WHAT WE DO

PETITIONS, ACTIVE CASES (IN COURT) & JUDGEMENTS/RESOLVED CASES 

Over the years, public impact and strategic litigation have become a major part of our work. Through research and consultations with our team of volunteers and staff counsel and other stakeholders we identify and pursue cases on critical human rights anti-corruption issues which if successful are likely to have a high impact nationally and regionally.

Apart from affording victims an effective remedy and redress, successful litigation can establish important legal precedents or effect changes in legislation, policy or practice. It can also positively influence public opinion. Any decision to litigate is based on defined case selection criteria, our own resources and expertise. Sometimes, outside experts are consulted to determine the potential for success of any particular case or research comparative jurisprudence on similar issues.

Our litigation efforts go beyond filing and arguing cases in court to researching and filing a third party or amicus curiae briefs.  We highlight below some of the cases we have filed and argued before national and regional courts in the years. These cases illustrate the breadth of our work and the durable effects that public impact and strategic litigation can have in promoting transparency, and accountability and full respect for human rights in Nigeria.

 

SERAP and another v Nigeria

SERAP together with the Women Advocates and Research and Documentation Center (WARDC) in 2012 filed a case against the Federal Government at the Federal High Court, Ikeja, asking the court for leave “to apply for judicial relief and to seek an order of mandamus directing and or compelling the government to disclose and make available up-to-date information on government/public spending relating to maternal death prevention for the past five years.”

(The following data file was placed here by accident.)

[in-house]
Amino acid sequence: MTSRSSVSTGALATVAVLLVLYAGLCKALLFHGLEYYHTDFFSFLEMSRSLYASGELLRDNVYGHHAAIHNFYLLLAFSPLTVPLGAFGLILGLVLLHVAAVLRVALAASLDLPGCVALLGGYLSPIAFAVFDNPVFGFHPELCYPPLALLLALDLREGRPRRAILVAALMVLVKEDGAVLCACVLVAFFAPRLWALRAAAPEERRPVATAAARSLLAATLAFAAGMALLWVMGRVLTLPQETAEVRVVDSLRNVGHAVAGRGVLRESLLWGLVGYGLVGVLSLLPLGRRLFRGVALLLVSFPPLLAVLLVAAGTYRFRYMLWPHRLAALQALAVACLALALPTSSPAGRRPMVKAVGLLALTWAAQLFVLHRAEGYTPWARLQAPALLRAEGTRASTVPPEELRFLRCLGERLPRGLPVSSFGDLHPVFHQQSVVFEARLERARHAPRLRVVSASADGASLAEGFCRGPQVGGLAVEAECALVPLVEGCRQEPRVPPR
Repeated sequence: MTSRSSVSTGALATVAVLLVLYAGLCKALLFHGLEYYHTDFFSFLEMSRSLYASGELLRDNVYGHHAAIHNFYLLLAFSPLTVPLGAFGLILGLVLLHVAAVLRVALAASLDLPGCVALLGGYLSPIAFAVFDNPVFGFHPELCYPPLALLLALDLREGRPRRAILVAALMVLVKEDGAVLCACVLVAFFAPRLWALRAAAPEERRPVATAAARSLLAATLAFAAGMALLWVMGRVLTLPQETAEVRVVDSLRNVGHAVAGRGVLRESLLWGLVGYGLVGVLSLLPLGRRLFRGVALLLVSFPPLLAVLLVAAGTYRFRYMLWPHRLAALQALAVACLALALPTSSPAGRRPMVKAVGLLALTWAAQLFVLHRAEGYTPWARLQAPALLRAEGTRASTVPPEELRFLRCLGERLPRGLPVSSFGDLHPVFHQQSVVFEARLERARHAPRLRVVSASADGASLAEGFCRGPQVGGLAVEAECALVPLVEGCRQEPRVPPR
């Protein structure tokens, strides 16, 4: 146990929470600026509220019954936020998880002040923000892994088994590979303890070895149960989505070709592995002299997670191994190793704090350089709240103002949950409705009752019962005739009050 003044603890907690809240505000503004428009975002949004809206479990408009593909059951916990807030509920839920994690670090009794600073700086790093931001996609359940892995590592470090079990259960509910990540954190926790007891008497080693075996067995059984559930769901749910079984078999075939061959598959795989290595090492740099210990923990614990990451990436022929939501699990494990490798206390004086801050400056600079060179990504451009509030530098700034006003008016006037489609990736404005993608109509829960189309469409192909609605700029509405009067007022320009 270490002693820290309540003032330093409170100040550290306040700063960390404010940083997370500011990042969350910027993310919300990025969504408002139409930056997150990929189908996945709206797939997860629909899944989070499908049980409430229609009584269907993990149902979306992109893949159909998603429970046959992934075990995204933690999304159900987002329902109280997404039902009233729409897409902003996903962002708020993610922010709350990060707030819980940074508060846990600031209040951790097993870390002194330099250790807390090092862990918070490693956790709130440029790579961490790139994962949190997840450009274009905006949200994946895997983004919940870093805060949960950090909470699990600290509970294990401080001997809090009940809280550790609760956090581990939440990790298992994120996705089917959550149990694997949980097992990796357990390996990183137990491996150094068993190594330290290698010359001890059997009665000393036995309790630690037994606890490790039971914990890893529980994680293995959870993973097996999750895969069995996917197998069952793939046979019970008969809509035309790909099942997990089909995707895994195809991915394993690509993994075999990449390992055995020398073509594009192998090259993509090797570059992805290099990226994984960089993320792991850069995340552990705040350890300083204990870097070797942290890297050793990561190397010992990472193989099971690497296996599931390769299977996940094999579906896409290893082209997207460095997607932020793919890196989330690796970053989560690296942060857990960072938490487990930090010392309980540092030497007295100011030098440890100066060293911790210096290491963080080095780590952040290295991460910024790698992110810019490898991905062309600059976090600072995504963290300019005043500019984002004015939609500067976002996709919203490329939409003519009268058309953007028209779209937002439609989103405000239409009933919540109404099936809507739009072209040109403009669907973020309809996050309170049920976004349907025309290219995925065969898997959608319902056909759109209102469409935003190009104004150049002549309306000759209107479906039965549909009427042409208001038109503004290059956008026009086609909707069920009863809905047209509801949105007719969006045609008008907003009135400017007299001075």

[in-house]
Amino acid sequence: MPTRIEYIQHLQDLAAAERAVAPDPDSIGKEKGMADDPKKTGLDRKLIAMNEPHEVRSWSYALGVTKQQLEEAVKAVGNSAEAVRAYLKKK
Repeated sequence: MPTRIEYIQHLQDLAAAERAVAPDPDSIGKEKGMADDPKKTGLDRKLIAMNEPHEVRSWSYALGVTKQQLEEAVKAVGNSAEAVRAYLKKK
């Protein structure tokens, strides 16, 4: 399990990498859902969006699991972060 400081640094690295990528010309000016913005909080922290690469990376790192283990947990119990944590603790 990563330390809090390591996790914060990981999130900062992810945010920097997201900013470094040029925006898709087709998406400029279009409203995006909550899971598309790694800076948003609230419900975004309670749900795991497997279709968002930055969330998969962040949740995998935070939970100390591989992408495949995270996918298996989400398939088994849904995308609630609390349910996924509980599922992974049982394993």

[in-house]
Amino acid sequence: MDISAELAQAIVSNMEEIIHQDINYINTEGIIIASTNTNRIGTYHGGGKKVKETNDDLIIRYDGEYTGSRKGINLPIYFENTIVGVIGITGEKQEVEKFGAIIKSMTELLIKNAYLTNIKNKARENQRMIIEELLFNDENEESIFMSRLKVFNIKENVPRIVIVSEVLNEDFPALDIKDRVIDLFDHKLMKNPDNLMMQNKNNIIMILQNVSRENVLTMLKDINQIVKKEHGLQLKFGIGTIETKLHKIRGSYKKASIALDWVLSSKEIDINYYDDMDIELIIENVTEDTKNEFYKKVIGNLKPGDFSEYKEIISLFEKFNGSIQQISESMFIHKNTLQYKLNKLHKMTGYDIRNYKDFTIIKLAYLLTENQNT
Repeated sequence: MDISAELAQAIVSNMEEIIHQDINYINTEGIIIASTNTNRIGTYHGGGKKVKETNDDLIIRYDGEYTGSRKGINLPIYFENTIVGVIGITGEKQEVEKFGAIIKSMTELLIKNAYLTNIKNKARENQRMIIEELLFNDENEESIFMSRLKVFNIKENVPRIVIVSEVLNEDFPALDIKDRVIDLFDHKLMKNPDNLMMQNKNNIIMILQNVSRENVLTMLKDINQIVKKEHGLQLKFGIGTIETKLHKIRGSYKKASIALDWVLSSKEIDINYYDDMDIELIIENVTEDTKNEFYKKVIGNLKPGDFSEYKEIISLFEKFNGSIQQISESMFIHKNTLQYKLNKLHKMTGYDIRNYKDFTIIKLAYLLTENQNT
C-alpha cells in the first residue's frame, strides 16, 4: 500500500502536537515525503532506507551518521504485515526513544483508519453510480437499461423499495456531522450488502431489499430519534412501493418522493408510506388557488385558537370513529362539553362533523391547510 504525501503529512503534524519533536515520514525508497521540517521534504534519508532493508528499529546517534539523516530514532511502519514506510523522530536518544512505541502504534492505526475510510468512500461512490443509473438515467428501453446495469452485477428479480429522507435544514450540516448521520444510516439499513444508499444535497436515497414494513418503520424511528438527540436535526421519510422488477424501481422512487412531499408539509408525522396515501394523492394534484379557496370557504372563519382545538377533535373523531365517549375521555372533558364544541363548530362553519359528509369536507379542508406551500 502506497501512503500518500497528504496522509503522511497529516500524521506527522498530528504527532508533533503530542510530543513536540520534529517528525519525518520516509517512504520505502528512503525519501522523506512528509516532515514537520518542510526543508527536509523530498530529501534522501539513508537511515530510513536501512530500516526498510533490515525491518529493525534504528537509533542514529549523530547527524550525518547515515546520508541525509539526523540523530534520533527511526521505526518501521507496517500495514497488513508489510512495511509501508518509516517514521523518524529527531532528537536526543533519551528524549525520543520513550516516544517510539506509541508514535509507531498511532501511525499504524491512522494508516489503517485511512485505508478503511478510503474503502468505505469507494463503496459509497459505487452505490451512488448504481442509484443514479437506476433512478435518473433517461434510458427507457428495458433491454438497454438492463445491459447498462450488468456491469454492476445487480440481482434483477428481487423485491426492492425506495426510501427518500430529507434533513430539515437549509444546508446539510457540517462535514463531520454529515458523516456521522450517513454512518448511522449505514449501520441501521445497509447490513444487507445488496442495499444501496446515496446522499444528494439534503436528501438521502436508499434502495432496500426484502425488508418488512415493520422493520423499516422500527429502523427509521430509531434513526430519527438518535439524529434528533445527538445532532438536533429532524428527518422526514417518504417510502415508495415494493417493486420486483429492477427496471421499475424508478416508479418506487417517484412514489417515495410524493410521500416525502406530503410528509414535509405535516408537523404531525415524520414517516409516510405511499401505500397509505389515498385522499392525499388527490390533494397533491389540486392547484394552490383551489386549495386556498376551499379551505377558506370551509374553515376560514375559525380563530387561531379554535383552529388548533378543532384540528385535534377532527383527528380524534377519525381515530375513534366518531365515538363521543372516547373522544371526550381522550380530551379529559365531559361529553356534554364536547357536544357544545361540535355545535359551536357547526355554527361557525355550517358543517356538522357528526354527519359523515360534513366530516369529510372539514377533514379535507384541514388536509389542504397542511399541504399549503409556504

Joined as Defendants in the suit are the Attorney General of the Federation and Minister of Justice, Muhammed Adoke and the Minister of Health, Professor Onyebuchi Chukwu.

The suit followed a Freedom of Information request by the groups dated August 13, 2012.

SERAP and WARDC are arguing that “under the FOI, they have the right to request for or gain access to information which is in the custody or possession of any public official, agency or institution.”

In their request, the groups expressed “serious concerns about the worsening rate of maternal mortality in Nigeria, which is one of the highest ratios globally. Women in rural areas share a considerable percentage of this ratio. The main cause of maternal mortality suffered by the vulnerable sectors of the population is the lack of access of pregnant women to adequate, affordable and accessible healthcare services.”

They also said that, “This situation constitutes a violation of the human rights such as the right to life and the right to health guaranteed by the African Charter on Human and Peoples’ Rights which Nigeria has ratified and incorporated as national law through the Ratification and Enforcement Act (Cap A9) Laws of the Federation of Nigeria 2004.”

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